Guarding the Gospel?
The metaphor of (con)tending a garden may be the best encompassing metaphor to describe what it means to contend for the Gospel. This metaphor attends to the pruning, horticultural needs, organic manipulation and protective control that a garden requires. Many times, it is the “guarding” of the Gospel that gets the most attention when it may be best to pay more attention to con-tending needed for the Gospel – a tending that gardeners do in their care of a garden.
The dynamic of the Gospel is organic rather than static, and as a gardener knows, we cannot calculate exactly what a garden will produce, but we can prepare the environment and tend to its growth so as to anticipate a fruitful harvest. The growth is not our responsibility nor our ability – but our intentional activity is still required for that garden to grow fruitfully.
Between the two metaphors of guarding or contending, (con)tending accomplishes a both/and option – always nice to have a both/and in a world filled with dualistic options. So how do we Contend for the Gospel. Below are three ways.
3 Beloved, while eagerly preparing to write to you about the salvation we share, I find it necessary to write and appeal to you to contend for the faith that was once for all entrusted to the saints.
Philippians 1:15-18; 27-28
15 Some proclaim Christ from envy and rivalry, but others from goodwill. 16 These proclaim Christ out of love, knowing that I have been put here for the defense of the gospel; 17 the others proclaim Christ out of selfish ambition, not sincerely but intending to increase my suffering in my imprisonment. 18 What does it matter? Just this, that Christ is proclaimed in every way, whether out of false motives or true; and in that I rejoice….27 Only, live your life in a manner worthy of the gospel of Christ, so that, whether I come and see you or am absent and hear about you, I will know that you are standing firm in one spirit, striving side by side with one mind for the faith of the gospel, 28 and are in no way intimidated by your opponents. For them this is evidence of their destruction, but of your salvation. And this is God’s doing.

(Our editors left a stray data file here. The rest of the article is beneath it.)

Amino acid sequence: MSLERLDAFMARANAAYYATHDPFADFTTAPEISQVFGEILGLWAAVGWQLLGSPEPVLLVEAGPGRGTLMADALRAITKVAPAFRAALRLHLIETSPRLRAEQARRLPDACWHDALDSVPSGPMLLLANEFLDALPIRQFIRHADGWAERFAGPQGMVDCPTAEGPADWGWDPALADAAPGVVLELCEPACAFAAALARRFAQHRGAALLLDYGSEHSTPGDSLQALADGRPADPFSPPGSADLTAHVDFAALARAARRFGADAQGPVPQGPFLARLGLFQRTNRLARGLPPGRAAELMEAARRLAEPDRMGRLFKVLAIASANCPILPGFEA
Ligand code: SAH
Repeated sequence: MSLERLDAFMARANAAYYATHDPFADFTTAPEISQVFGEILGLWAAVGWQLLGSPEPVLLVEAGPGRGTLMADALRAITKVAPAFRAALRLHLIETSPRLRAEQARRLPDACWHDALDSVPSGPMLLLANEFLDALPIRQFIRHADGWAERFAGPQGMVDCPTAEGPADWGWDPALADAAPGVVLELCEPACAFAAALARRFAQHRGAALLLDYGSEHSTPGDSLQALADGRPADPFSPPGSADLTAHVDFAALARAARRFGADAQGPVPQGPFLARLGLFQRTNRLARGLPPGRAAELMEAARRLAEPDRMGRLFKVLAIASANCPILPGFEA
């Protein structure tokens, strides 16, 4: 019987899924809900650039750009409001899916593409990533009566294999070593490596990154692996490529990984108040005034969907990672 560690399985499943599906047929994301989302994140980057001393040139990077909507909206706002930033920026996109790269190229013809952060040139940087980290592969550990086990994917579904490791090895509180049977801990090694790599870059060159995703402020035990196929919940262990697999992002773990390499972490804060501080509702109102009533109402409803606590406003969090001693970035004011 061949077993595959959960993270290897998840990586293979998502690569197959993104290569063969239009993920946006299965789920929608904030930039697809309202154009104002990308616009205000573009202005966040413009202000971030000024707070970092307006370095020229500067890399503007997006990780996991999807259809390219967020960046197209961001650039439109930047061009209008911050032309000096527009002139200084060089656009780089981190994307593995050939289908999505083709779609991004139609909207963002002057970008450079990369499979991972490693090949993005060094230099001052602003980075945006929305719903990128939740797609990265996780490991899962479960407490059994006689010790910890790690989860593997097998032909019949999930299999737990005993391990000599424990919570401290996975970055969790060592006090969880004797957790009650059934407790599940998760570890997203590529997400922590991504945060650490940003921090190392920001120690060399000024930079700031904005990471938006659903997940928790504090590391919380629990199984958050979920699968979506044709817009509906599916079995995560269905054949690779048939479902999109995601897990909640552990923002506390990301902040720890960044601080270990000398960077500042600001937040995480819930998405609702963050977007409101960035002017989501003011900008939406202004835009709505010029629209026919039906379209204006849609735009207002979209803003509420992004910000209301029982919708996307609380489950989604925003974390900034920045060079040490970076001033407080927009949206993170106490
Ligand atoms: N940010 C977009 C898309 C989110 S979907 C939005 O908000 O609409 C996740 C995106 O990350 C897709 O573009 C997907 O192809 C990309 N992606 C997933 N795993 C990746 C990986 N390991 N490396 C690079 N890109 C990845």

Three Ways to (Con)tend:
1. Nonviolently endure suffering and persecution because of your faith (nonviolent endurance & resistance).
2. Lead a moderate lifestyle with zealous harmony for each other (simplicity & solidarity).
3. Protect the contents AND the dynamic of the Gospel (holding to the teachings, historic actions, present and future actions of Jesus).
Guarding the Gospel?
If we primarily “guard” we are postured to “enclose” that which we are safe guarding, but if we “garden,” we are postured to both guard and respond to the organic nature of what we are gardening – hoping that it will exceed our expectations, but also being prepared for it to disappoint them.
Contending for the Gospel in the 1st century was a somewhat different game than it is now, but I would like to address the dynamics involved with this discussion. I believe Christ introduces this dynamism to us in his discussion about the Gospel of the Kingdom of Heaven.